Amy Creese

Amy Creese

Constraints on rainfall and convection in numerical models: a case study of the Congo Basin

Academic Profile

Amy is based in the Climate Research Lab in the School of Geography and the Environment, and her research focuses on the ability of climate models to reproduce the climate of the Central African region. She graduated from the University of Oxford with a BA in Geography (First Class) in 2014, specialising in physical geography and climate variability. Since undergraduate level Amy has been interested African climate systems, and her DPhil attempts to understand some of these complex systems via a range of climate model products.

Alongside her DPhil, Amy is joint- Meteorological Observer at the Radcliffe Meteorological Station. She has taught first year undergraduate Earth Observations tutorials and has been a Geography tutor for international students at Oxford Summer Courses, for both human and physical geography.

In 2017 Amy will undertake a policy internship at the Parliamentary Office of Science and Technology, as a Research Fellow. She was also nominated to attend the Global Young Scientists Summit in Singapore in January 2017 as a representative from Oxford.

– 2015-2018 Met Office CASE studentship
– 2014 – Book Prize associated with the Gibbs Prize in Geography
– 2013 – Gordon Smith Dissertation Award, for best physical geography dissertation at Keble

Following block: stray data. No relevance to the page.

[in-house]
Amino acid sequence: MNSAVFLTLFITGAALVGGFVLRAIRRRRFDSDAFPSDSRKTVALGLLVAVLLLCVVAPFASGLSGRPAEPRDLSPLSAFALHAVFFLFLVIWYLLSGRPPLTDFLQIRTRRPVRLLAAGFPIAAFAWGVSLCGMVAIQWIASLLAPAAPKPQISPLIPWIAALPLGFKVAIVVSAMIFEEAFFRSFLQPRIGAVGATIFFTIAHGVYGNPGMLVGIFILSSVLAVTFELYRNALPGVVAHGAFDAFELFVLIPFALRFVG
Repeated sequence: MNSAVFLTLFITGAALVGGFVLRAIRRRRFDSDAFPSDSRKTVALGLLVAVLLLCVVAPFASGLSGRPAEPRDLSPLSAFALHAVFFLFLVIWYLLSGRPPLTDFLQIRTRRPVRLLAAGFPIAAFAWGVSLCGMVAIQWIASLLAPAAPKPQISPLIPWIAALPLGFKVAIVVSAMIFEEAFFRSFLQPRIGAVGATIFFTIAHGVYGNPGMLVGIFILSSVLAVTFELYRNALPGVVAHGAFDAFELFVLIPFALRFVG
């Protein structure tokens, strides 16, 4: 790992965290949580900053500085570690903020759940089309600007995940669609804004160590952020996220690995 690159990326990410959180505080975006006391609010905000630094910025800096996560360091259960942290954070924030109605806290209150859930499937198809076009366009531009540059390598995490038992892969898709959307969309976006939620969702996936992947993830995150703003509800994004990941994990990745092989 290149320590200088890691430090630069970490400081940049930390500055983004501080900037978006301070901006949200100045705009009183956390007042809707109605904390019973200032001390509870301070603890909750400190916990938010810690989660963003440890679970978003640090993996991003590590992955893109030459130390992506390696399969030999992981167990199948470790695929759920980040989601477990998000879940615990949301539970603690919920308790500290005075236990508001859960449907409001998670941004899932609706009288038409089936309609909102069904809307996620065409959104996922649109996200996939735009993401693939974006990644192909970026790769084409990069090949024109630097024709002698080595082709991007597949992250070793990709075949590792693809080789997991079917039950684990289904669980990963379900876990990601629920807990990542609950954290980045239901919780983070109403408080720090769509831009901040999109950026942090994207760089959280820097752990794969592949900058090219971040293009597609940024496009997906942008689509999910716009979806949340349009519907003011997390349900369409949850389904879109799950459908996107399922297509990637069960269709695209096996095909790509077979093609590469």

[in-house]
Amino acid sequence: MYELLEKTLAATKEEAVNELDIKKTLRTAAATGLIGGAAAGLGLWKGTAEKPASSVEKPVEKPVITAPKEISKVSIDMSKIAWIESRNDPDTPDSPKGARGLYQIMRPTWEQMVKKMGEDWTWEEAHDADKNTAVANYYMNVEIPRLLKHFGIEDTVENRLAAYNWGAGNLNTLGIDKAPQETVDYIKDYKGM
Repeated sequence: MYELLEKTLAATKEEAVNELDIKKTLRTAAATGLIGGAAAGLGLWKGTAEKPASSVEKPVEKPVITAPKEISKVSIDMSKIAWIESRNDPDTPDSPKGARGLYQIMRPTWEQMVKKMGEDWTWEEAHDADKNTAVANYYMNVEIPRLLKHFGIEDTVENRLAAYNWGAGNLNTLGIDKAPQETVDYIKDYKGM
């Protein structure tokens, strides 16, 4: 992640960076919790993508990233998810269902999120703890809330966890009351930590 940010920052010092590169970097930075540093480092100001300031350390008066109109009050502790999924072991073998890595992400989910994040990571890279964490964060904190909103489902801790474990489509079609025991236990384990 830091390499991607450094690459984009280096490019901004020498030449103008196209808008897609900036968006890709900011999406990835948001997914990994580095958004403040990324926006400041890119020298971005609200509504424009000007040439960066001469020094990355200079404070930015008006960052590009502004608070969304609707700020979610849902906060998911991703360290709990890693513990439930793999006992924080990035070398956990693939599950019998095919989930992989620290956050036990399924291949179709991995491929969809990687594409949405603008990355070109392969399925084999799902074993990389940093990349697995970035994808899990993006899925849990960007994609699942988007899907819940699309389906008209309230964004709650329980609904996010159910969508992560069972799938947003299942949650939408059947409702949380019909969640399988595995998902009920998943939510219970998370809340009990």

– 2013 – Gordon Smith Prize for Geography, for best performance by a Keble second year
– 2012-2014 – Undergraduate academic Scholarship, Keble College

Current Research

Amy is interested in the way that different climate model products represent rainfall and convection over the Congo basin. The Congo is one of the three main convective centres on the planet, and therefore one of the key drivers of the tropical circulation. Convection in this region is a significant contributor to global rainfall, particularly during transition seasons. Additionally, the forests of the region are globally significant with regards to the carbon cycle, yet during the dry seasons they are extremely vulnerable due to their proximity to the rainfall threshold which supports a savannah ecosystem over rainforest. However, whilst the significance of the Congo basin is widely recognised, there is a lack of available observational data in the region due to inaccessibility and political tensions, and as a result there is a critical paucity of research on Congo climate dynamics. It follows that there is limited understanding of the region’s climatology, in particular the controls on rainfall and the extent to which numerical climate models are able to simulate its climate.

Amy’s research aims to circumvent some of these difficulties by assessing dynamical and thermodynamical mechanisms in models relative to one another, rather than relying on the scarce and unreliable observational data. She also hopes to utilise some new, high resolution model products as part of the NERC and DFID funded projects IMPALA and UMFULA, to further her understanding of modelled tropical dynamics.


Creese, A. & Washington, R. (2016). Using qflux to constrain modelled Congo Basin rainfall in the CMIP5 ensemble. Journal of Geophysical Research: Atmospheres, doi: 10.1002/2016JD025596

Creese, A. & Pokam, W. (2016). Central Africa: Understanding the Regional Climate System. Future Climate for Africa factsheet

Associated Research Streams

Amy Creese

Contact information

  • Email:
  • Telephone:
  • Webpage: None available
  • Orchid ID:0000-0002-2681-2555
  • Twitter Account: View Twitter Page

Associated Supervisors